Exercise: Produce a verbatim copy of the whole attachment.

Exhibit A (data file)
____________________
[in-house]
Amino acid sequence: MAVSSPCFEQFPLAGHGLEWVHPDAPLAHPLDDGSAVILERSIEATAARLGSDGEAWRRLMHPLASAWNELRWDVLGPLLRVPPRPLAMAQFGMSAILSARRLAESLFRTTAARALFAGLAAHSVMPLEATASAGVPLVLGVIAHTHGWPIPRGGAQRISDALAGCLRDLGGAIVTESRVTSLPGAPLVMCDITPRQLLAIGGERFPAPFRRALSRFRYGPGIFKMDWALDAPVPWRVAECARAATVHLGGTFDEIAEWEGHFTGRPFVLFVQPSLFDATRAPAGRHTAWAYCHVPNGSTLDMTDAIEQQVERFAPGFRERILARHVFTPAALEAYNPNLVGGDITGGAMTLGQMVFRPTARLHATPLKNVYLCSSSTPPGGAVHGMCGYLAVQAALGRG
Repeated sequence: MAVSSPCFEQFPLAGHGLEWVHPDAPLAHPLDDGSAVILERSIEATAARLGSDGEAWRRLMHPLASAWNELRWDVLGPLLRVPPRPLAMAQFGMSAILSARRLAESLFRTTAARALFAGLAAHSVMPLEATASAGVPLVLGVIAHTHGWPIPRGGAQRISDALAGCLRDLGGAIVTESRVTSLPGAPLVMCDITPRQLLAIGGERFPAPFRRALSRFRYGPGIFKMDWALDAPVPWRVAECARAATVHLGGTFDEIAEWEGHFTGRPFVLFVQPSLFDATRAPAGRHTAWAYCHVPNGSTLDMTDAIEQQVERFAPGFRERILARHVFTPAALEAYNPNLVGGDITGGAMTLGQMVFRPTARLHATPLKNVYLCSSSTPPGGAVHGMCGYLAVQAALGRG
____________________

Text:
[in-house]
Amino acid sequence: MAVSSPCFEQFPLAGHGLEWVHPDAPLAHPLDDGSAVILERSIEATAARLGSDGEAWRRLMHPLASAWNELRWDVLGPLLRVPPRPLAMAQFGMSAILSARRLAESLFRTTAARALFAGLAAHSVMPLEATASAGVPLVLGVIAHTHGWPIPRGGAQRISDALAGCLRDLGGAIVTESRVTSLPGAPLVMCDITPRQLLAIGGERFPAPFRRALSRFRYGPGIFKMDWALDAPVPWRVAECARAATVHLGGTFDEIAEWEGHFTGRPFVLFVQPSLFDATRAPAGRHTAWAYCHVPNGSTLDMTDAIEQQVERFAPGFRERILARHVFTPAALEAYNPNLVGGDITGGAMTLGQMVFRPTARLHATPLKNVYLCSSSTPPGGAVHGMCGYLAVQAALGRG
Repeated sequence: MAVSSPCFEQFPLAGHGLEWVHPDAPLAHPLDDGSAVILERSIEATAARLGSDGEAWRRLMHPLASAWNELRWDVLGPLLRVPPRPLAMAQFGMSAILSARRLAESLFRTTAARALFAGLAAHSVMPLEATASAGVPLVLGVIAHTHGWPIPRGGAQRISDALAGCLRDLGGAIVTESRVTSLPGAPLVMCDITPRQLLAIGGERFPAPFRRALSRFRYGPGIFKMDWALDAPVPWRVAECARAATVHLGGTFDEIAEWEGHFTGRPFVLFVQPSLFDATRAPAGRHTAWAYCHVPNGSTLDMTDAIEQQVERFAPGFRERILARHVFTPAALEAYNPNLVGGDITGGAMTLGQMVFRPTARLHATPLKNVYLCSSSTPPGGAVHGMCGYLAVQAALGRG